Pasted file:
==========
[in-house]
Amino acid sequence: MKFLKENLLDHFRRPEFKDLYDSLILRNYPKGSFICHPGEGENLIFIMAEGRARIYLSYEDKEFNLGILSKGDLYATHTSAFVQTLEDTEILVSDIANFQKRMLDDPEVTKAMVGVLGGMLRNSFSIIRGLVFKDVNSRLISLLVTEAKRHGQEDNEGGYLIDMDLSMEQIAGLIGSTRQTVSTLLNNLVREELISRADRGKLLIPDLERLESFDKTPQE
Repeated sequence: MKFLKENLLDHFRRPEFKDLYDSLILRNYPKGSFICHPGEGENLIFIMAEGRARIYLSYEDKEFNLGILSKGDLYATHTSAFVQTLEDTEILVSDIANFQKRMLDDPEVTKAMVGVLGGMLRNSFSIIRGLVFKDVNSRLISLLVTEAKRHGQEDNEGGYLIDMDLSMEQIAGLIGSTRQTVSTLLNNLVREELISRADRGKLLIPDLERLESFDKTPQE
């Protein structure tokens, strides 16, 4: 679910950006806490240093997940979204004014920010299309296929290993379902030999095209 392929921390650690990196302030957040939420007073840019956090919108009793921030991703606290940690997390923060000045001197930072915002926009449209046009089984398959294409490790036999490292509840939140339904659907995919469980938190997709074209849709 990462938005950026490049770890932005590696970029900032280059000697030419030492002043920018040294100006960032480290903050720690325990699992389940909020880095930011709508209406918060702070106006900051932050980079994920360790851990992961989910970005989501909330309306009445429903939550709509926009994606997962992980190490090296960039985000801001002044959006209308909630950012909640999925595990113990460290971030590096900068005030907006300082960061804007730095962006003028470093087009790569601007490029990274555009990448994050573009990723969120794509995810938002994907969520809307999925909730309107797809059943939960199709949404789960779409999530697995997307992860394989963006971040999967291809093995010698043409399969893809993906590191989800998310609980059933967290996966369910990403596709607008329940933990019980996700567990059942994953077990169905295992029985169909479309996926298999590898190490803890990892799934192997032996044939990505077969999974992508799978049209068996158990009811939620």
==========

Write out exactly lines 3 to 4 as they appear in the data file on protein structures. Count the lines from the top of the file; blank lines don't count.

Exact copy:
Repeated sequence: MKFLKENLLDHFRRPEFKDLYDSLILRNYPKGSFICHPGEGENLIFIMAEGRARIYLSYEDKEFNLGILSKGDLYATHTSAFVQTLEDTEILVSDIANFQKRMLDDPEVTKAMVGVLGGMLRNSFSIIRGLVFKDVNSRLISLLVTEAKRHGQEDNEGGYLIDMDLSMEQIAGLIGSTRQTVSTLLNNLVREELISRADRGKLLIPDLERLESFDKTPQE
């Protein structure tokens, strides 16, 4: 679910950006806490240093997940979204004014920010299309296929290993379902030999095209 392929921390650690990196302030957040939420007073840019956090919108009793921030991703606290940690997390923060000045001197930072915002926009449209046009089984398959294409490790036999490292509840939140339904659907995919469980938190997709074209849709 990462938005950026490049770890932005590696970029900032280059000697030419030492002043920018040294100006960032480290903050720690325990699992389940909020880095930011709508209406918060702070106006900051932050980079994920360790851990992961989910970005989501909330309306009445429903939550709509926009994606997962992980190490090296960039985000801001002044959006209308909630950012909640999925595990113990460290971030590096900068005030907006300082960061804007730095962006003028470093087009790569601007490029990274555009990448994050573009990723969120794509995810938002994907969520809307999925909730309107797809059943939960199709949404789960779409999530697995997307992860394989963006971040999967291809093995010698043409399969893809993906590191989800998310609980059933967290996966369910990403596709607008329940933990019980996700567990059942994953077990169905295992029985169909479309996926298999590898190490803890990892799934192997032996044939990505077969999974992508799978049209068996158990009811939620």